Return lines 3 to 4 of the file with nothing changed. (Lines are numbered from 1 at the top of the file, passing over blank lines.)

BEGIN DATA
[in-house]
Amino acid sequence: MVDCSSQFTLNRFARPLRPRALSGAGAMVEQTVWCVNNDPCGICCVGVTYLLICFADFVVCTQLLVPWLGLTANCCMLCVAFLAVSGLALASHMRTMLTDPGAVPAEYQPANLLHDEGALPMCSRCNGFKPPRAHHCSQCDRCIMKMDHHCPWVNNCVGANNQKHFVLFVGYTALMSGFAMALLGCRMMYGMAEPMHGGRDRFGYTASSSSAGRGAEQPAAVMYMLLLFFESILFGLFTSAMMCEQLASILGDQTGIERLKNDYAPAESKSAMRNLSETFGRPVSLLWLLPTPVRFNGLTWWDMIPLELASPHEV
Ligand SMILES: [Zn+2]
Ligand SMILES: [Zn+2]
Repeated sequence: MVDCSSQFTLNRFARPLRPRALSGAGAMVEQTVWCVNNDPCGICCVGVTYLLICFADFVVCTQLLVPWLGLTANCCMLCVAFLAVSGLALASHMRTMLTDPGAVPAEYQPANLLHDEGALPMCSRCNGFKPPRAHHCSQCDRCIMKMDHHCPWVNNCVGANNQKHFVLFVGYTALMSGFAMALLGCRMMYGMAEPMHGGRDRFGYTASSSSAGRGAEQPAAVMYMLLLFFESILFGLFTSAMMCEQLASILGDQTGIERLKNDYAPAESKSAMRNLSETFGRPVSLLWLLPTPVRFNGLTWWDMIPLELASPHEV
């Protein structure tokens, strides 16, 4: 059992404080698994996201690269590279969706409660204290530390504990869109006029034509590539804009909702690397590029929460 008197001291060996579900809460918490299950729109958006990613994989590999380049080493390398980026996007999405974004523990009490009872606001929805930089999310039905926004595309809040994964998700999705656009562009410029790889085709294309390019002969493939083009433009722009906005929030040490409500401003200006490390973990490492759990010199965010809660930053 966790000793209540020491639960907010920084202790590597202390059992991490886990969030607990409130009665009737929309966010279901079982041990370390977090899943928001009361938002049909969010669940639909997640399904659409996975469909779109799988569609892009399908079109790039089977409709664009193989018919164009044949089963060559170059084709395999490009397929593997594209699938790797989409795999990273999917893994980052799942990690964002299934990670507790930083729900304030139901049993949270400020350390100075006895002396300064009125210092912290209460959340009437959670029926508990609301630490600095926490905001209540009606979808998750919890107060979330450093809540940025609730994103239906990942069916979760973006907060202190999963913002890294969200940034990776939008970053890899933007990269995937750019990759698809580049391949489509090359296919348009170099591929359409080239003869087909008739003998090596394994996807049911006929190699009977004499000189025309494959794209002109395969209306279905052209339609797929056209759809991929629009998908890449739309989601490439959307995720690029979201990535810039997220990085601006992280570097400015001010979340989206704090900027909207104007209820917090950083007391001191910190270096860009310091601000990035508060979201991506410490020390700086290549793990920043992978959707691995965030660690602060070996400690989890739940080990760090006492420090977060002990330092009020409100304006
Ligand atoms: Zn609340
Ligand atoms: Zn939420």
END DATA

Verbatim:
Ligand SMILES: [Zn+2]
Ligand SMILES: [Zn+2]